All state court systems have procedures for handling wills and other estate matters, including estate administration, guardianships, conservatorships, and trusts. When someone dies with a will, the will must be proved to be valid, and the instructions in the will carried out. This process is called probate, so most courts that handle estate matters have come to be called “probate” courts.
Some court systems have separate probate courts; examples can be found in Connecticut, Georgia, and Texas. More often, a state’s main trial court will have a probate division; examples can be found in California Superior Court… Read More
Nobody wants to think about worst case scenarios. We all hope that should we die or become incapacitated, our family and friends would make decisions for us that are in line with our wishes. However, the only way to truly ensure that our wishes are carried out (and the only way to remove as much of the stress of such decision-making from family and friends as possible), is to cement those decisions into a legal document in advance.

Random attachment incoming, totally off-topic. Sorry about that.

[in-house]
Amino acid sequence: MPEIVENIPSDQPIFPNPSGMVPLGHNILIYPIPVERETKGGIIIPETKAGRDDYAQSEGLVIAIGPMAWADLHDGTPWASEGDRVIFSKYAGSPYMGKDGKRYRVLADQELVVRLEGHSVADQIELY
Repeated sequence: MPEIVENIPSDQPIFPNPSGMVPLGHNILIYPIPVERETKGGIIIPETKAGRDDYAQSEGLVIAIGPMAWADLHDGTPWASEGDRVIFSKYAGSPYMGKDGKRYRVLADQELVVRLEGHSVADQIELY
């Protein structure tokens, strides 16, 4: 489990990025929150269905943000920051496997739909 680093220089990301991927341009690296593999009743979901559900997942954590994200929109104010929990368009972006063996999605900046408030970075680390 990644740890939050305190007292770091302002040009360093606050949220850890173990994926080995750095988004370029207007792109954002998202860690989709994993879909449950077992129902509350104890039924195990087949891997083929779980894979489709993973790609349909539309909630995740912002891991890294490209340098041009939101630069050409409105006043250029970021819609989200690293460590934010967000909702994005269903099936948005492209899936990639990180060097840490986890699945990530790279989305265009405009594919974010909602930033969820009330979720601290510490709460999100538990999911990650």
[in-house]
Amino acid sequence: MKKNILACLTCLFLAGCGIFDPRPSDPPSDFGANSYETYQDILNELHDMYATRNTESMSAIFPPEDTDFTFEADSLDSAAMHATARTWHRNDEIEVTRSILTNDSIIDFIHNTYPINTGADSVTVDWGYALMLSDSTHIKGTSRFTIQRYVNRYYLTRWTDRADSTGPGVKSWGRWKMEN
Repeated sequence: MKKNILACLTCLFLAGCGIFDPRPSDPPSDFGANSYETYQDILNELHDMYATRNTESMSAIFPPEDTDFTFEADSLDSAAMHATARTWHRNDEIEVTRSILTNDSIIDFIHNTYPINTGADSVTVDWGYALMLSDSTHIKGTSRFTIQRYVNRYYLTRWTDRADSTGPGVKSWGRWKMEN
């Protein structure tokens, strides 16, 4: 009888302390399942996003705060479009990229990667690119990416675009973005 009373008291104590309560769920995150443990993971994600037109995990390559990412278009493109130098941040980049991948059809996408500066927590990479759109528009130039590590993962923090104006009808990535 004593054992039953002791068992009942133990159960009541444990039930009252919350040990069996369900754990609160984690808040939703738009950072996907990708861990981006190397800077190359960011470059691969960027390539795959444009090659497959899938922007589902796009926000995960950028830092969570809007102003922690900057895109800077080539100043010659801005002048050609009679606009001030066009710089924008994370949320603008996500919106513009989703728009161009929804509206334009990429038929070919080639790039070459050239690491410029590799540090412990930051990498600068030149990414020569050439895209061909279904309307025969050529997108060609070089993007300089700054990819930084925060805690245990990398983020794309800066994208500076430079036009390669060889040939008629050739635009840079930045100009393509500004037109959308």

Some of the most important documents to have drawn up in advance are a living will or “advance directive,” a health care … Read More
Probate is a legal process involving the property of someone who has died. The probate process determines who will inherit the decedents property and it occurs whether a person dies with a will (testate) or without a will (intestate). Probate is necessary even with the existence of a will because a court needs to confirm that the will is legally valid before any property is transferred. Generally, one person is appointed to manage the probate process. If the person was named in the decedent’s will, they are called an executor or executrix. If there was no will, than the individual … Read More